The more interesting trend in my fiscal life and I assume with many others here is how we've lowered our expenses over our careers. I spend less today (before being an expat) than I did when I started my post-grad school career. Out of school I got a fancy apartment, had student loans and bought a BMW. Now I earn 3X's what I did in those days but I drive a Jetta and have a modest house (back in the states).
I realized two things after the 2008 financial meltdown. Money and time are related (you trade one for another as a working person) and my happiness isn't driven by the label on my car/jeans/shoes.
I could have upgraded to a BMW 5 series (I LOVE my friend's new one with the M-series leather interior) and to a 4 bedroom house like my colleagues. I've chosen not to however because those material things aren't what bring me true joy.
My happiness comes from my partner, my precious cat, coffee and the paper in the morning, budget traveling (hostels), friends, family... you get the picture.
TIME and FREEDOM are worth too much to exchange them for a fancy car that depreciates in the driveway.

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Post by secretwealth »

Fuck it--I'll do it. I semi-retired in 2012 after about a year of savings, and could probably fully retire next year at the rate I'm going.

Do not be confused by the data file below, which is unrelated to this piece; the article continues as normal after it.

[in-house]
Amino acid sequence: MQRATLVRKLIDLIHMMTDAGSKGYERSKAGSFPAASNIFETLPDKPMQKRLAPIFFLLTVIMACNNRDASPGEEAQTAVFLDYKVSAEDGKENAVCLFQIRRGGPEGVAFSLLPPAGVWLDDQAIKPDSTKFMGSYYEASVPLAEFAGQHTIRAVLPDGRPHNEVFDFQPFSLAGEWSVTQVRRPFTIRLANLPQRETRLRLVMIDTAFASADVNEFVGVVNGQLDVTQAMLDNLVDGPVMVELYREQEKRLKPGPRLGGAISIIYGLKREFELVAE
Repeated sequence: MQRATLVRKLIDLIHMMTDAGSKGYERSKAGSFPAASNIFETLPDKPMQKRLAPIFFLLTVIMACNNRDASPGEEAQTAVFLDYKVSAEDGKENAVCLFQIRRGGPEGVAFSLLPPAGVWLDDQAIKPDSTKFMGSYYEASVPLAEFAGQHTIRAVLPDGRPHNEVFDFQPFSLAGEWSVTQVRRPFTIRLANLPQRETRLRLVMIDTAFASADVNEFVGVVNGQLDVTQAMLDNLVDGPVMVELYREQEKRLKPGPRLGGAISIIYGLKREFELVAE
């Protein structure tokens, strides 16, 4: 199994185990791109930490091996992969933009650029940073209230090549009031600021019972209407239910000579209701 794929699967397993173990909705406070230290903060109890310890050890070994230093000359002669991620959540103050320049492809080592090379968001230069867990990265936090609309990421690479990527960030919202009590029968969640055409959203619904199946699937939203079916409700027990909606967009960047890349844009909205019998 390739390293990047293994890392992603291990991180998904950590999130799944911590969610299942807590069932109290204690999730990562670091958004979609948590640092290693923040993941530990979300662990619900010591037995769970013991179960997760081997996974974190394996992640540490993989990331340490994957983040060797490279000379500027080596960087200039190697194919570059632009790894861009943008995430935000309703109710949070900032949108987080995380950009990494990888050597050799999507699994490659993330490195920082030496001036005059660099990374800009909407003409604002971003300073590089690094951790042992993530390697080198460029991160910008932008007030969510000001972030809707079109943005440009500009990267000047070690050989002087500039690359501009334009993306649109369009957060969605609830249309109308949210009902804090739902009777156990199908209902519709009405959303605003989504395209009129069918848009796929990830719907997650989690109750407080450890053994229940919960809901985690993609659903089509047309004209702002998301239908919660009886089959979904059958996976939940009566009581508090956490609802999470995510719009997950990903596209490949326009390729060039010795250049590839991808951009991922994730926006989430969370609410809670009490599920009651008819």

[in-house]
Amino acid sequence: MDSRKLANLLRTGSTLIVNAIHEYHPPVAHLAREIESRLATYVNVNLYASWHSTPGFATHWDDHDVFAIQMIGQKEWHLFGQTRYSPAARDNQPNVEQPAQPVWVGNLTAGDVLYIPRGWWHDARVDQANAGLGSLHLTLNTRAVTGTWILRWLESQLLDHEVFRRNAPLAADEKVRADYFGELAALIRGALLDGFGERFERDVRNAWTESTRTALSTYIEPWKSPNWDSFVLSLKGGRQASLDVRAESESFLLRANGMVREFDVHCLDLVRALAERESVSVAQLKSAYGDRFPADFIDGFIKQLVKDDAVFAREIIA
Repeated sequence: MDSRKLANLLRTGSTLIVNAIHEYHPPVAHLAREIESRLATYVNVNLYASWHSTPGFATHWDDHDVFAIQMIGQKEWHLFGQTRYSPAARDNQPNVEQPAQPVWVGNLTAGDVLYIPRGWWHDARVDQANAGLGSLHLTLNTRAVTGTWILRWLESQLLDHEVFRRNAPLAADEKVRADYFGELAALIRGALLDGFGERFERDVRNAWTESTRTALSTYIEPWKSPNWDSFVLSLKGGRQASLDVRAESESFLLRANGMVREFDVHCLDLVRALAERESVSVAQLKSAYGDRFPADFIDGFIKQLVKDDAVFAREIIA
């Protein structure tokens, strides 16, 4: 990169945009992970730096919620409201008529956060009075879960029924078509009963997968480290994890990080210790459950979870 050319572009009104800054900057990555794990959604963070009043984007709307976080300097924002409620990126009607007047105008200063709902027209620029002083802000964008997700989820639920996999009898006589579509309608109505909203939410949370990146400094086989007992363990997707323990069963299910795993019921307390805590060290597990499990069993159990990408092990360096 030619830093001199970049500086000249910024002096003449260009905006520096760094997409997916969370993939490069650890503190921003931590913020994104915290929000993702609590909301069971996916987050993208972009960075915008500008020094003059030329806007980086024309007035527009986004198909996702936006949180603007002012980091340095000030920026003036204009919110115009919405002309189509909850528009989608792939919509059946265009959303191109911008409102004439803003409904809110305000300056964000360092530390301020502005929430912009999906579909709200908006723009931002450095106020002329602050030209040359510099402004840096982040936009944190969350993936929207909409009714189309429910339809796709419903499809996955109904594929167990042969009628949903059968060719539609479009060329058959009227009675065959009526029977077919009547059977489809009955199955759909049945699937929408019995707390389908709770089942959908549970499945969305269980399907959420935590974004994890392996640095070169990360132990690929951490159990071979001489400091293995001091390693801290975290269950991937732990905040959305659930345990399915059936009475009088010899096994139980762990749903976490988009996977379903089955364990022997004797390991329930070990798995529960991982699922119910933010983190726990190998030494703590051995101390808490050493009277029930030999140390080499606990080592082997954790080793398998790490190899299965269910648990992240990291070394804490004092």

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Post by mikeBOS »

I can hear the pitchforks being sharpened already.

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Post by Dragline »

Did somebody say pitchforks?

Scott 2
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Post by Scott 2 »

Anyone new to the ERE approach - extreme savers are generally not presented well in the press, and there is no reward to making your wealth / lifestyle public, unless you are a lifestyle blogger. I'd encourage thinking twice before participating with something like this.

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Post by Seneca »

@scott2- If you believe this lifestyle needs to be promoted, it might be worth doing to some. You'd probably get less attention than you think if it's only one article.
Not for me though, for reasons Carlos mentions, plus...I don't want to exactly promote the fact under my name for professional reasons until I actually am FI.

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Post by secretwealth »

@Scott 2 - That is, unless you get the ear of a sympathetic journalist who believes in your cause (hint hint).

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Post by borisborisboris »